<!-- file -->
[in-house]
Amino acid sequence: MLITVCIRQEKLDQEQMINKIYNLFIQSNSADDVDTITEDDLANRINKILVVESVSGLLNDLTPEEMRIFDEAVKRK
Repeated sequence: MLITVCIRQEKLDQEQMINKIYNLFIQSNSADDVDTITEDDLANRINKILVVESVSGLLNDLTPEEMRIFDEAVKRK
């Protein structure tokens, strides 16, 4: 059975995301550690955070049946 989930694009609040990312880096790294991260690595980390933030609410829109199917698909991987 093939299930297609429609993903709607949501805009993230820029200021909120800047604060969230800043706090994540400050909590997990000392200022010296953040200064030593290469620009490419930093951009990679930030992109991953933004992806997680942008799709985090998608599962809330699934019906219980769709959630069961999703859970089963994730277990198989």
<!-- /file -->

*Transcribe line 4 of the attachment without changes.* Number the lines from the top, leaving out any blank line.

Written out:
């Protein structure tokens, strides 16, 4: 059975995301550690955070049946 989930694009609040990312880096790294991260690595980390933030609410829109199917698909991987 093939299930297609429609993903709607949501805009993230820029200021909120800047604060969230800043706090994540400050909590997990000392200022010296953040200064030593290469620009490419930093951009990679930030992109991953933004992806997680942008799709985090998608599962809330699934019906219980769709959630069961999703859970089963994730277990198989």